Georgia Expands Offshore Artificial Reefs


Anglers in coastal Georgia have a few new coordinates to plug in after three significant additions to the state’s offshore artificial reefs were sunk over the last few months.


Georgia’s Coastal Resources Division sunk two tugboats and deployed 63 tons of concrete blocks around existing reef installments in 40- to 80-foot depths. The installments are intended to enhance marine habitat, support local biodiversity and improve fishing. All materials were thoroughly cleaned and inspected by the U.S. Coast Guard prior to deployment.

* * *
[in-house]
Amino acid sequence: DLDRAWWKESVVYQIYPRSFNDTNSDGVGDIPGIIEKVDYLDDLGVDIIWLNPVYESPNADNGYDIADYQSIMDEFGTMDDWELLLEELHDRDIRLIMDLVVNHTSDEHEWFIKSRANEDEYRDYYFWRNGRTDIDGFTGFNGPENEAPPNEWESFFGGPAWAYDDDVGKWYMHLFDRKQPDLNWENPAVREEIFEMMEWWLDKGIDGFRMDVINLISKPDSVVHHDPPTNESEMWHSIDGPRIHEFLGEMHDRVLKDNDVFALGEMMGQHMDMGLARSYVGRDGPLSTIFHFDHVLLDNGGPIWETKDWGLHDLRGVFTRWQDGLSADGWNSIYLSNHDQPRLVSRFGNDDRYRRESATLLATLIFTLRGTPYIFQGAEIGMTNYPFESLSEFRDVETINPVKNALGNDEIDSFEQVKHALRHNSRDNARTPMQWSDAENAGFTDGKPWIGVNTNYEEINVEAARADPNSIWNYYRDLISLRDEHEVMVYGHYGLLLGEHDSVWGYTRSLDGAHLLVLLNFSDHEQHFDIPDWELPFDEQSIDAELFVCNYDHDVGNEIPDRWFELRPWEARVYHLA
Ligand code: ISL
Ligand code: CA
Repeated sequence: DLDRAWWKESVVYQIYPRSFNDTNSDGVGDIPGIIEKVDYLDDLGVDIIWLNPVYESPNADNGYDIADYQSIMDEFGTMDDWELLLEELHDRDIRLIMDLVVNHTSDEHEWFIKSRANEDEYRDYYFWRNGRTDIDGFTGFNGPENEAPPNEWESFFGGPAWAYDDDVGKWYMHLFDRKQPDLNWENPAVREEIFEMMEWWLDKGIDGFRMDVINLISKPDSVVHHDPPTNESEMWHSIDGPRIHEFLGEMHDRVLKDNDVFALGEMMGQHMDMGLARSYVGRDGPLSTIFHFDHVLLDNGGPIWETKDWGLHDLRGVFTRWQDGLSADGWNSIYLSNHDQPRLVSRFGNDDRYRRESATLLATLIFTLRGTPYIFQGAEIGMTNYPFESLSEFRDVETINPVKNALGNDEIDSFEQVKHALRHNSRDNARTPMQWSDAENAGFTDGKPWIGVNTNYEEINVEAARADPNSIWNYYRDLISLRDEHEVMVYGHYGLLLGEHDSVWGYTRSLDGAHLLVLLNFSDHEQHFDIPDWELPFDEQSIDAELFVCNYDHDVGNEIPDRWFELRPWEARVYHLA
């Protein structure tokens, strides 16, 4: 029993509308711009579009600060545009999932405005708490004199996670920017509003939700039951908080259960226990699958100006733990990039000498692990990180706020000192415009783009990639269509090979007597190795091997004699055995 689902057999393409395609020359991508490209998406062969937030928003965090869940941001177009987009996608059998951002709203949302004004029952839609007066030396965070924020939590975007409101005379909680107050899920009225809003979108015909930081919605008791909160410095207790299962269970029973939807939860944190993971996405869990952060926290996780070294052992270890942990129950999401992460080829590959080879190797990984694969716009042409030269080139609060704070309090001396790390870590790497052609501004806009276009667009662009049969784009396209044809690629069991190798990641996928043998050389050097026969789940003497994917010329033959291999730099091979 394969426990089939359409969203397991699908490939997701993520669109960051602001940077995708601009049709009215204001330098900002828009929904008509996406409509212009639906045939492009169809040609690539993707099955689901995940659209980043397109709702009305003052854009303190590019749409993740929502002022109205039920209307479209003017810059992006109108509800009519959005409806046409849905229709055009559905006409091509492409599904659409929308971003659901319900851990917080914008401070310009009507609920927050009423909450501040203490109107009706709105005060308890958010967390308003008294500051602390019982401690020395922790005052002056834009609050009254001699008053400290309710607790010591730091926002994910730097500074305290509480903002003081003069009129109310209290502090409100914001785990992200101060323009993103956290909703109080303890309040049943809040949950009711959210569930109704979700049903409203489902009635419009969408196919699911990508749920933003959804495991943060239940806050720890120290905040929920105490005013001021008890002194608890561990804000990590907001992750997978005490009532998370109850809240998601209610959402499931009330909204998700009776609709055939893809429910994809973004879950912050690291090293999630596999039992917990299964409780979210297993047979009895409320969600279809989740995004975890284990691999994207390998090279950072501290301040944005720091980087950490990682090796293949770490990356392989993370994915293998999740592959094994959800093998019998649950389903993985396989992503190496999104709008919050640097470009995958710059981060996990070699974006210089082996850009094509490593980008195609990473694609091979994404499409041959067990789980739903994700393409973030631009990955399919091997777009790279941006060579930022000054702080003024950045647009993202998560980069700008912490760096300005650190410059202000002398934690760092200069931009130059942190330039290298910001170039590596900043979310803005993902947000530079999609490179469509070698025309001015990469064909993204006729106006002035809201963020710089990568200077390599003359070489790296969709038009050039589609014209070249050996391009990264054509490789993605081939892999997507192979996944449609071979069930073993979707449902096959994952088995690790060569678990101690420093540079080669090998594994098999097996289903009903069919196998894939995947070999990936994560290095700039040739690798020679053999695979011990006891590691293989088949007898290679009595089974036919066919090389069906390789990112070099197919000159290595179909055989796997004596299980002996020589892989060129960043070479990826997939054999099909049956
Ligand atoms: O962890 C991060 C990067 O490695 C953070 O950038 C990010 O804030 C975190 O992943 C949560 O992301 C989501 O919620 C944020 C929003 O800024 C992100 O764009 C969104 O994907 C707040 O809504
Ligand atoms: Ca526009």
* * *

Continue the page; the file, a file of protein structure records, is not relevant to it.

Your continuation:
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“We are very happy with the success of these reef deployments,” said Paul Medders, CRD’s Habitat Enhancement and Restoration Unit lead. “Artificial reefs play a crucial role in enhancing marine habitats, supporting fish populations, and boosting recreational fishing opportunities. These additions will provide long-term benefits for our coastal environment and community. While the reef materials are man-made, the organisms that will find a home here are totally natural.”

The Coastal Conservation Association Georgia, a CRD partner, provided financial support to make the reef deployments possible. Members of the public can also show their support for artificial reef creation by purchasing the “Support Fish Habitat”license plate (Code “NR”) at their local tag office. This eye-catching tag features the state saltwater fish, the red drum, and costs just $25 more annually than a standard tag.


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